Learning from past mistakes can reduce error rate

November 29, 2005

Trainee radiologists can benefit by studying the mistakes of their predecessors and focusing on clinical situations and radiographic findings that are often misdiagnosed.

Trainee radiologists can benefit by studying the mistakes of their predecessors and focusing on clinical situations and radiographic findings that are often misdiagnosed.

Radiologists at University of Pittsburgh Medical Center conducted a comprehensive study of the errors made by on-call residents during their preliminary diagnosis. They presented their research as a scientific poster during the RSNA meeting. It was performed at a large academic medical center that includes a Level 1 trauma unit and 19 specialty and community hospitals and carries out 1.4 million examinations per year.

The authors, led by Dr. Barton F. Branstetter IV, reviewed 3194 discrepancies that occurred in 612,890 cases, representing an error rate of 0.52%. They categorized them by body part and type of diagnostic error. Only four cases had inadequate information.

In neuroradiology, there were 348 errors out of 99,695 examinations, and the error rate was 0.35%. The most common mistakes:

 

  • missed or undercalled stroke (78 cases, 22% of mistakes)

 

  • hemorrhage (51, 15%)

 

  • neck/airway lesion (47, 14%)

 

  • facial fracture (40, 11%)

 

"To avoid cases of missed Chiari 1 malformation, you must evaluate all images. Pathology is most easily identified on axial FLAIR images, but images in other planes, and with other pulse sequences, also need adequate attention," the authors wrote. "A right subdural hematoma may be missed without appropriate windowing, as when using narrow brain windows."

In abdominal imaging, there were 497 mistakes out of 116,851 procedures, and the error rate was 0.43%. The most frequent errors:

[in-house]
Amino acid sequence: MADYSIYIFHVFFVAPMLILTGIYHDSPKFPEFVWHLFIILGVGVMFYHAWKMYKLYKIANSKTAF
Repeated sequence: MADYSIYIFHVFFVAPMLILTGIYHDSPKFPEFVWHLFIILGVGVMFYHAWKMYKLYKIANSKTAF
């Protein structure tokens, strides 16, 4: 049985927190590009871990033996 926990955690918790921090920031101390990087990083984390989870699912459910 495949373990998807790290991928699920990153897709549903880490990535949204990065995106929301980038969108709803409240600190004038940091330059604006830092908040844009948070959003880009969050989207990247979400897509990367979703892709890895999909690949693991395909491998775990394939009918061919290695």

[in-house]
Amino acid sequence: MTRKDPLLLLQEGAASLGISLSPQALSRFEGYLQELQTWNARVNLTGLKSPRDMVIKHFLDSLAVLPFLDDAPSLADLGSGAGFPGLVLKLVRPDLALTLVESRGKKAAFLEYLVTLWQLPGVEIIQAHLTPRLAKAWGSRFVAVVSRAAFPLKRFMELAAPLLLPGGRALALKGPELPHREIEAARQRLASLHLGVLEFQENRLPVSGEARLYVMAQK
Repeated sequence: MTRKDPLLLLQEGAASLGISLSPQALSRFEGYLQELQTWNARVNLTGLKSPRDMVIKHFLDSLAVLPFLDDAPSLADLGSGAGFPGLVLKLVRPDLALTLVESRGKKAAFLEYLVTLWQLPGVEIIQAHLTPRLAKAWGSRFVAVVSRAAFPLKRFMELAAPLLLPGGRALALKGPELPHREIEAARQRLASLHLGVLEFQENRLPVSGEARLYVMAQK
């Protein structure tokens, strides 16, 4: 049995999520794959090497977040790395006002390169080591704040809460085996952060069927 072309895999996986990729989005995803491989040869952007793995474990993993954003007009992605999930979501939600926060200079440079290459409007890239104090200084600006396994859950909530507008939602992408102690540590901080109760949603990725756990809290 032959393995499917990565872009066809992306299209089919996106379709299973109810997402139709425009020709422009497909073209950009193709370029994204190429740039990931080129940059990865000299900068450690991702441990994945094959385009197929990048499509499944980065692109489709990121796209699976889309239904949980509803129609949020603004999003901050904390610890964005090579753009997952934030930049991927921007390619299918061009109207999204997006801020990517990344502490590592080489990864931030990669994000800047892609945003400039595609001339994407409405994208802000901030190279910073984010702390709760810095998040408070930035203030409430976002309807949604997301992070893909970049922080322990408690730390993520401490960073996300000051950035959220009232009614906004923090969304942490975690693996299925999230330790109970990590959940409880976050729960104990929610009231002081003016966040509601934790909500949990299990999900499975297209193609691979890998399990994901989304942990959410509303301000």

• missed or undercalled leak or inflammation (122 instances, 25% of mistakes)

 

  • obstruction (76, 15%)

 

  • abdominal trauma (53, 11%)

 

  • solid visceral mass (41, 8%)

 

  • urinary calculus (38, 8%)

 

In suspected cases of small bowel obstruction, the authors advised examiners to be aware of associated findings and alternate presentations of pathology. Air in the abdomen does not always mean an obstruction. Configuration and distribution are key aspects of the diagnosis.

"Small bowel obstruction can present in multiple ways. Dilated air-filled loops or loops with air fluid levels may not always be visible," they said.

In thoracic radiology, there were 1113 errors out of 179,373 examinations, and the error rate was 0.62%. The most common mistakes:

 

  • missed pneumonia (315 instances, 28% of errors)

 

  • overcalled pneumonia (214, 19%)

 

  • missed or undercalled congestive heart failure or effusion (145, 13%)

 

  • missed or undercalled lung mass (96, 9%)

 

It is fairly easy to miss retrocardiac masses, and they warrant extra attention, according to the authors, who recommended increased awareness of anatomic areas that are difficult to evaluate. Also relatively common are cases of pleural effusion correctly called but with missed necrotizing pneumonia. The authors suggested consultation with the on-call subspecialist.

In musculoskeletal, 1232 mistakes occurred in 216,971 examinations, representing an error rate of 0.57%. The most frequent errors:

 

  • missed or undercalled fracture (631 instances, 51% of mistakes)

 

  • overcalled fracture (210, 17%)

 

  • missed or undercalled joint or soft-tissue injury (127, 10%)

 

"An electronic preliminary report generator is a useful tool for quality control in the emergency department. It may also serve as a teaching tool for trainees and as a source of material for missed case conferences and digital teaching files," the authors said.